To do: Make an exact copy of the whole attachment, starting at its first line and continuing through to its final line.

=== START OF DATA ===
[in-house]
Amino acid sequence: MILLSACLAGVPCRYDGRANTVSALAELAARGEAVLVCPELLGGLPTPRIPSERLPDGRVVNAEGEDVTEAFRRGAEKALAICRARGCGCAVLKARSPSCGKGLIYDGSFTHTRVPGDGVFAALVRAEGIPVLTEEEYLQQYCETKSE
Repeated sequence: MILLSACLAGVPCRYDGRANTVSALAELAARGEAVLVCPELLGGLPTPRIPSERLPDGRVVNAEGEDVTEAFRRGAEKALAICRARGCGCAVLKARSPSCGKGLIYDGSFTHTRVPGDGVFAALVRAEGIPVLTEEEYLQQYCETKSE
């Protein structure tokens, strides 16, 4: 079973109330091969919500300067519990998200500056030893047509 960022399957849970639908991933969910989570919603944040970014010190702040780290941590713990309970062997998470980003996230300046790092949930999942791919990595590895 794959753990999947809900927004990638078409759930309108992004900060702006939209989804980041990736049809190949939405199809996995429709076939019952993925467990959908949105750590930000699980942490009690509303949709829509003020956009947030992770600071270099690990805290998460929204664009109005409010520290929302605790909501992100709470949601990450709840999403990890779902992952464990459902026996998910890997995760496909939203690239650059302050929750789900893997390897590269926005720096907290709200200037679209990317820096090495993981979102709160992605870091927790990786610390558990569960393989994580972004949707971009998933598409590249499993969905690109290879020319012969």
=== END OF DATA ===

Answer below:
[in-house]
Amino acid sequence: MILLSACLAGVPCRYDGRANTVSALAELAARGEAVLVCPELLGGLPTPRIPSERLPDGRVVNAEGEDVTEAFRRGAEKALAICRARGCGCAVLKARSPSCGKGLIYDGSFTHTRVPGDGVFAALVRAEGIPVLTEEEYLQQYCETKSE
Repeated sequence: MILLSACLAGVPCRYDGRANTVSALAELAARGEAVLVCPELLGGLPTPRIPSERLPDGRVVNAEGEDVTEAFRRGAEKALAICRARGCGCAVLKARSPSCGKGLIYDGSFTHTRVPGDGVFAALVRAEGIPVLTEEEYLQQYCETKSE
């Protein structure tokens, strides 16, 4: 079973109330091969919500300067519990998200500056030893047509 960022399957849970639908991933969910989570919603944040970014010190702040780290941590713990309970062997998470980003996230300046790092949930999942791919990595590895 794959753990999947809900927004990638078409759930309108992004900060702006939209989804980041990736049809190949939405199809996995429709076939019952993925467990959908949105750590930000699980942490009690509303949709829509003020956009947030992770600071270099690990805290998460929204664009109005409010520290929302605790909501992100709470949601990450709840999403990890779902992952464990459902026996998910890997995760496909939203690239650059302050929750789900893997390897590269926005720096907290709200200037679209990317820096090495993981979102709160992605870091927790990786610390558990569960393989994580972004949707971009998933598409590249499993969905690109290879020319012969």